Your 401(k) assets represent your future financial security. However, they also represent an asset that probably needs to be divided in your divorce proceedings. If you earned and saved some of your 401(k) during the course of your marriage, then the amount of those assets you acquired during your marriage will be subject to the asset division process.
It's important that you handle the division of 401(k) assets in a way that protects your marital property rights and your future retirement security by avoiding the following mistakes:
Understand you and your spouse's retirement accounts: There's an old saying in the legal business, that a lawyer can't help a client who can't help him- or herself. The most important thing you can do to help yourself when dividing retirement assets is to understand the full scope of your and your spouse's financial accounts. Failure to do so could result in miscommunications with your legal counselor, who -- to a large extent -- is relying on you to help him or her understand what property rights you need to protect.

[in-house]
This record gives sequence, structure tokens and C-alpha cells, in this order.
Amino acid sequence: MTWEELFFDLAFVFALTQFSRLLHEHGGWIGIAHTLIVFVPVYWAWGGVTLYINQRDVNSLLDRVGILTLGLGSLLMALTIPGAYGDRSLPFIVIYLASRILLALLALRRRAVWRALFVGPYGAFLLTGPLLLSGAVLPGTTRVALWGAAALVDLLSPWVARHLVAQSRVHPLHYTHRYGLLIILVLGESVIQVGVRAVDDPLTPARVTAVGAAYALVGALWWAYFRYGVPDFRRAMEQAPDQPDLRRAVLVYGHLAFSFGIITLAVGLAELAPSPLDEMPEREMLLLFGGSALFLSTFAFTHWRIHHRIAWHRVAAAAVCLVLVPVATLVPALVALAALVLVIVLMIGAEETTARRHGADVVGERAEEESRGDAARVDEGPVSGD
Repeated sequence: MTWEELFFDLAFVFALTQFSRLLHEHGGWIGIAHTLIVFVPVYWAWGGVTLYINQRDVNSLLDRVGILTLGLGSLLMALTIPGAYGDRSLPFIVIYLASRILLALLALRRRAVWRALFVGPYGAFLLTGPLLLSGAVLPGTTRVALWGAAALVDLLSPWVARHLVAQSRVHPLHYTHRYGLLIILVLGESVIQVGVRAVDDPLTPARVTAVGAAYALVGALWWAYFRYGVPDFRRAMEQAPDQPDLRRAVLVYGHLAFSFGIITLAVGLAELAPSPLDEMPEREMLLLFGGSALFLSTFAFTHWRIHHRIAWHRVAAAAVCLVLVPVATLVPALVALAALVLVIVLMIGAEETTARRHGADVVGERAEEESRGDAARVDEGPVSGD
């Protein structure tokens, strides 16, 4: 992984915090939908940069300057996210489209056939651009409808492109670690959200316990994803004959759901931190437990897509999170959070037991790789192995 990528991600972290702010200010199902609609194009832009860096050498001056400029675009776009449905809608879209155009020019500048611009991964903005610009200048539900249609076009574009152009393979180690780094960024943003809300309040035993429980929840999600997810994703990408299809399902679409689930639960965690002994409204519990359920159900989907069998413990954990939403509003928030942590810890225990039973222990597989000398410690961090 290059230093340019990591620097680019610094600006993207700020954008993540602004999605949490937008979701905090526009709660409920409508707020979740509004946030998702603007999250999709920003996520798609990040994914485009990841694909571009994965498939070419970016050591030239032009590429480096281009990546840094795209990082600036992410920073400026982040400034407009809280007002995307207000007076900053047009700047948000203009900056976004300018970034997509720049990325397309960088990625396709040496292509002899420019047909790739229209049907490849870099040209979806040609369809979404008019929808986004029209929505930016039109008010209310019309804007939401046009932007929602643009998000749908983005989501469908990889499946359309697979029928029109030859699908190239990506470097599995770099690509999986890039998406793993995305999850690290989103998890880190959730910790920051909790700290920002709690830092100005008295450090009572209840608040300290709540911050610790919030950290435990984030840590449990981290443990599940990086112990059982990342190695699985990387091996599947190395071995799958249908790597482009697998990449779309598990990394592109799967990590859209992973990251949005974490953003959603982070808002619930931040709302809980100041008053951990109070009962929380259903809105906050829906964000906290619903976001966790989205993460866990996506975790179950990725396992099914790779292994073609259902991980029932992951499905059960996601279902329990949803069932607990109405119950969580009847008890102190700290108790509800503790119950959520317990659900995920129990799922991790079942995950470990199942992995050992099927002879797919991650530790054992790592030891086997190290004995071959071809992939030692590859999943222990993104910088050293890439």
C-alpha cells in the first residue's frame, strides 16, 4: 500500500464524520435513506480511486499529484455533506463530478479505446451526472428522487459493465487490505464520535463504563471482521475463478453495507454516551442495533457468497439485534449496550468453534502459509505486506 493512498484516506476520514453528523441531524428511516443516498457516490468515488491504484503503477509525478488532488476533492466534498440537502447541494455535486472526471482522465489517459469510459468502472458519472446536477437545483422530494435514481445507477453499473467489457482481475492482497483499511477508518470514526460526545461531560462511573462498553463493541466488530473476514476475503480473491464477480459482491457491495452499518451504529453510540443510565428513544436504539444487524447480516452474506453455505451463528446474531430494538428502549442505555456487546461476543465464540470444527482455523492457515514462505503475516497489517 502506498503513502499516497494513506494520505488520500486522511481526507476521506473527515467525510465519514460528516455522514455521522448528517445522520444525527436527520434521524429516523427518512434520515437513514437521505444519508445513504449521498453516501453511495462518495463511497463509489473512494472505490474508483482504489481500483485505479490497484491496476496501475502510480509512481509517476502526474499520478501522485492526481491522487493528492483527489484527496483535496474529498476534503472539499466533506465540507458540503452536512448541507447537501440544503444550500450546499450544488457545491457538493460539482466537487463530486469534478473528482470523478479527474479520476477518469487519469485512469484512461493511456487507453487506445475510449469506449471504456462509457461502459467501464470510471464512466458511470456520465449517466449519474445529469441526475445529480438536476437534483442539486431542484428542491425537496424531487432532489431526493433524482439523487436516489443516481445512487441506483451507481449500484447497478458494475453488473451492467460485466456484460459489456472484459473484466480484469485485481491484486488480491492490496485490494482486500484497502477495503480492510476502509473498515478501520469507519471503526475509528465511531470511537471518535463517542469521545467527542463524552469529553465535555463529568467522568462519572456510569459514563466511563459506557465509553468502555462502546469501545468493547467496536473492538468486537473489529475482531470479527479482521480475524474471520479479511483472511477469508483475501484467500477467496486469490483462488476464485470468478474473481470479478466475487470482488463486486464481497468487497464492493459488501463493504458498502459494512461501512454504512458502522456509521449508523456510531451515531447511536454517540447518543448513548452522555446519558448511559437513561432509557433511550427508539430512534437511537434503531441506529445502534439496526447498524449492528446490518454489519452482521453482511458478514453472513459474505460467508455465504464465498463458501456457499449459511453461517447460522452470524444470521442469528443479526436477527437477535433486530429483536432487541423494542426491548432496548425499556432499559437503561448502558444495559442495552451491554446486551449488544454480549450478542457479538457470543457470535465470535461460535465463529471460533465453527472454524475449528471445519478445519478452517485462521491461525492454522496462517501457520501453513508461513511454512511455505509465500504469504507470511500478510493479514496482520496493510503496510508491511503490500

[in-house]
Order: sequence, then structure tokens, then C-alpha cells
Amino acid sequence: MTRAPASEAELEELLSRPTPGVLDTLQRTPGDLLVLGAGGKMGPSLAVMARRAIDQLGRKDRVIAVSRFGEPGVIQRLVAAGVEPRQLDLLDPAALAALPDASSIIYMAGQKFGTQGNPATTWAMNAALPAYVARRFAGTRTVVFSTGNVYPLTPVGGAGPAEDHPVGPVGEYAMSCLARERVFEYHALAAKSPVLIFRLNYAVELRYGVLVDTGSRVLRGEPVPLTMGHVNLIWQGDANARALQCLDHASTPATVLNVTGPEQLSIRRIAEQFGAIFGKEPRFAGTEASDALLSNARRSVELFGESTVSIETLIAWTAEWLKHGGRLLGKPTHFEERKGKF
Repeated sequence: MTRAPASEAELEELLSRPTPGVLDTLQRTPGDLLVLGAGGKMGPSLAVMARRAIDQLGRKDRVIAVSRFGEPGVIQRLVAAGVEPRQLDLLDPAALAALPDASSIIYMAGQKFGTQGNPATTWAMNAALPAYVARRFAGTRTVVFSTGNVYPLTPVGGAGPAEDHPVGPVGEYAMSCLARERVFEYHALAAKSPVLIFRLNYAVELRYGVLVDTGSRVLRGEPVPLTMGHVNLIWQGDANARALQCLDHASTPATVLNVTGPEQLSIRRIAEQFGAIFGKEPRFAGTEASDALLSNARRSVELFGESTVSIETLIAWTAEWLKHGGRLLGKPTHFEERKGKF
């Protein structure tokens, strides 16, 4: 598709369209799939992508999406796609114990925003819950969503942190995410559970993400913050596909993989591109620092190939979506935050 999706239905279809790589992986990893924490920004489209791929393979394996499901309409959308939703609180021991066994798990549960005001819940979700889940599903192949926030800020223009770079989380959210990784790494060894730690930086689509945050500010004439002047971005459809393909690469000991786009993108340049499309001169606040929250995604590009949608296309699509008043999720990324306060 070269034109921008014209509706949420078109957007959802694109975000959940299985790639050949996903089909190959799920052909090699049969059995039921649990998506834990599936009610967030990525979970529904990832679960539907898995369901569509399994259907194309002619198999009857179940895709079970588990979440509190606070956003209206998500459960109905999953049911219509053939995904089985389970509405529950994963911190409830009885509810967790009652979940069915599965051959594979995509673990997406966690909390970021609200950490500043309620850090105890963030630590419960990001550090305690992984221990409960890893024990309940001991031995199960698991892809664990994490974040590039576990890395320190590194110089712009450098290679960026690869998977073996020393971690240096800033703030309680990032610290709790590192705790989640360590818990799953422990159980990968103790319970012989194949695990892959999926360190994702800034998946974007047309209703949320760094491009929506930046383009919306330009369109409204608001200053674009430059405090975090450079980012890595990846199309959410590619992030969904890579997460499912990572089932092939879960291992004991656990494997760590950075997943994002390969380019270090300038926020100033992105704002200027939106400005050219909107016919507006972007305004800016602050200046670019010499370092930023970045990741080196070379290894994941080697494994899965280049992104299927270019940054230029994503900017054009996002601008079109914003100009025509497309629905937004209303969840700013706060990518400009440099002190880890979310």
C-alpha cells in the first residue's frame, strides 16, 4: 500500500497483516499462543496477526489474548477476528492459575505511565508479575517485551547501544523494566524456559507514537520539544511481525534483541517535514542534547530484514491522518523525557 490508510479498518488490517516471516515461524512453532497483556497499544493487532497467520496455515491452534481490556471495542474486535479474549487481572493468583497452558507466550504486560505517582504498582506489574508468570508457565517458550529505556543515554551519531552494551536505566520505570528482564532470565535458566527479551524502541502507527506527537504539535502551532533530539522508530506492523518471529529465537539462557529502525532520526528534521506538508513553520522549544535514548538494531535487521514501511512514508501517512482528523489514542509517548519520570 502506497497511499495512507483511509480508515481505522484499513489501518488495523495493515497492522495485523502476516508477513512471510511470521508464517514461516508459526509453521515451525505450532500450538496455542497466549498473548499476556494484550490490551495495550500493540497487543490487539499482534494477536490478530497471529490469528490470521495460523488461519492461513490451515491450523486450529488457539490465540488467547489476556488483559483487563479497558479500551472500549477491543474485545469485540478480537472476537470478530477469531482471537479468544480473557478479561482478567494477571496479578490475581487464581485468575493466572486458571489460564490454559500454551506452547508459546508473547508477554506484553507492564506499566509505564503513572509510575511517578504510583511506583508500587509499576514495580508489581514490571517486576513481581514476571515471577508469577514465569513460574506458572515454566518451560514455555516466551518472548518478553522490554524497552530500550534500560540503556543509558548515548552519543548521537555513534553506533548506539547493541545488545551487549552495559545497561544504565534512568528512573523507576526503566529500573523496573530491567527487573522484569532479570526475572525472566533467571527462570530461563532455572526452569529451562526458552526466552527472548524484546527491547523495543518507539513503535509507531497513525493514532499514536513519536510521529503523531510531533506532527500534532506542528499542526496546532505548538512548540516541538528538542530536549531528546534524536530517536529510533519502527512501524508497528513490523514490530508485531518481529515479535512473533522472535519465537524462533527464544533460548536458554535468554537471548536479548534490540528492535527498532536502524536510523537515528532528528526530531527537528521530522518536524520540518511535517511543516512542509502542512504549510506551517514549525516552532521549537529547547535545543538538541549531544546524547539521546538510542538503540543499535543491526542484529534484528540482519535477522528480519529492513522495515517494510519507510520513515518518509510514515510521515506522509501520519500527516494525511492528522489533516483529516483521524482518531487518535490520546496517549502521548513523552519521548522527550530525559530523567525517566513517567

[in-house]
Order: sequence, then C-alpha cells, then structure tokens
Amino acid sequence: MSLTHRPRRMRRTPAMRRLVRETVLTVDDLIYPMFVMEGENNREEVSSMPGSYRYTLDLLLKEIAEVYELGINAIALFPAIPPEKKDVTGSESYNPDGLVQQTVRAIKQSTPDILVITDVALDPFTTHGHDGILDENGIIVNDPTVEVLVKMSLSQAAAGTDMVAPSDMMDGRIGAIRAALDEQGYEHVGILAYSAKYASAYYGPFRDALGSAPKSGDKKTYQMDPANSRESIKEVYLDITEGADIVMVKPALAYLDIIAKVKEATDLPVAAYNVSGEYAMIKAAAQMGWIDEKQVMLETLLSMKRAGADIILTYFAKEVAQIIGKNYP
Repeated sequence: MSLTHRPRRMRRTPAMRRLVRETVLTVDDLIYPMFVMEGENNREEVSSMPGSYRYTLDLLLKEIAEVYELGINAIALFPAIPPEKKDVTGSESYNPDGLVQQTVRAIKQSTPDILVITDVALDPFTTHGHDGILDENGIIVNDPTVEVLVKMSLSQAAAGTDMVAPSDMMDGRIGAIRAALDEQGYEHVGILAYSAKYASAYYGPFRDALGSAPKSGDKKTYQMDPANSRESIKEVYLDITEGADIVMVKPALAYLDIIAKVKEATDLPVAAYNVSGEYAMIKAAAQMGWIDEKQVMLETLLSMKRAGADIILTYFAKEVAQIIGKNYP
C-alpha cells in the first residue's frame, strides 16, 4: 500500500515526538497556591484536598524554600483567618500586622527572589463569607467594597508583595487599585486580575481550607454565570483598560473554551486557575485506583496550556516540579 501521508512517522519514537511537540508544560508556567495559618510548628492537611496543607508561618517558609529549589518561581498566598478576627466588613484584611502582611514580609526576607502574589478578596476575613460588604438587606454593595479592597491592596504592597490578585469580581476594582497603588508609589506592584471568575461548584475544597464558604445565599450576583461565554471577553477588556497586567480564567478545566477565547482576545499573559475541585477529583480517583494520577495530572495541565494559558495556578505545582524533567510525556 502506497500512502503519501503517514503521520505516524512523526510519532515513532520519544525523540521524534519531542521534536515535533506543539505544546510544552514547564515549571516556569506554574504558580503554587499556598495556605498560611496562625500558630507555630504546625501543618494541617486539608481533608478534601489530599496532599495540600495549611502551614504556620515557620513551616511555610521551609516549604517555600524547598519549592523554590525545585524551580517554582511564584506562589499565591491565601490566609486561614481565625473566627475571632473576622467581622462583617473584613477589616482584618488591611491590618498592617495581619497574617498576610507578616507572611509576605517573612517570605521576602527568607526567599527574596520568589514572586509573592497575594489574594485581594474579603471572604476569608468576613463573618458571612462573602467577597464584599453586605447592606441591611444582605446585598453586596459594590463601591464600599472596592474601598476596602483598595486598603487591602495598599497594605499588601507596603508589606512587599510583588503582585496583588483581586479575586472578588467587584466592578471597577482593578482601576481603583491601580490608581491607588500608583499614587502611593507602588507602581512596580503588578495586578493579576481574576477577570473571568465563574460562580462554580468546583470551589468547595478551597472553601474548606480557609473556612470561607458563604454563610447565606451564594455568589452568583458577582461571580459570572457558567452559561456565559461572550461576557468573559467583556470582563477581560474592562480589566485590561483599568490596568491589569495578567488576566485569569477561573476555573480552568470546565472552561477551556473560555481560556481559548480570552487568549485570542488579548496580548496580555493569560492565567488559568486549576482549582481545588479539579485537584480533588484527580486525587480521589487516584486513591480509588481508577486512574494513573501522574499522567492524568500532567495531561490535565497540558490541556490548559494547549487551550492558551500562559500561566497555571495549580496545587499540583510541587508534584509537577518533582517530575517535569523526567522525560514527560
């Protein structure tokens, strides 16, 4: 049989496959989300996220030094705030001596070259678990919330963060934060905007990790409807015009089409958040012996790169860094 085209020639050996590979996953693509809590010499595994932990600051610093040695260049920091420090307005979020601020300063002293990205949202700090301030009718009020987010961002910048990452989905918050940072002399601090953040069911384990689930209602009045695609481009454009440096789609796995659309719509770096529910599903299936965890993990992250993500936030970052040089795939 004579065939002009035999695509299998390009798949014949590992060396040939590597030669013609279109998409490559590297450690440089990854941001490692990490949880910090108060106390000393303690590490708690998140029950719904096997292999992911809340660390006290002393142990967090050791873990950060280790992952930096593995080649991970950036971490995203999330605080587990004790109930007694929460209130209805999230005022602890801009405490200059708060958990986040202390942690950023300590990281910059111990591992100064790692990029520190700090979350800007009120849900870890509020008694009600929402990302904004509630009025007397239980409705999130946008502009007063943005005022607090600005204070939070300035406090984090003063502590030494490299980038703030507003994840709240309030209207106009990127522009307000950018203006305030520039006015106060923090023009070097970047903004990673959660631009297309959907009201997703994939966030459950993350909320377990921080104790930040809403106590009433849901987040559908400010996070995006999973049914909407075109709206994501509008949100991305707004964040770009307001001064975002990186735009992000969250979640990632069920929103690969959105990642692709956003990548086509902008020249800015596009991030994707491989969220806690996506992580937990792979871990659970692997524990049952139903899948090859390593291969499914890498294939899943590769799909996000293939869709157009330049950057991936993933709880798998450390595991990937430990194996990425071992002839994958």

Don't agree to change the name of the 401(k) beneficiary before completing your divorce: If the 401(k) is in your spouse's name, you will likely be named as the 401(k) beneficiary. If your spouse dies before the divorce finalizes and the beneficiary is someone else, all of the funds could end up going to that beneficiary and you could lose your right to receive a portion of those funds.
Regardless of your financial situation, the division of a 401(k) must be handled carefully to minimize tax consequences and protect your marital property rights. Fortunately, with a basic understanding of New York property division laws, most divorcing spouses can navigate this process with ease.
Source: CNBC, "How to avoid mistakes dividing up 401(k) assets in divorce," Sarah O'Brien, accessed June 08, 2018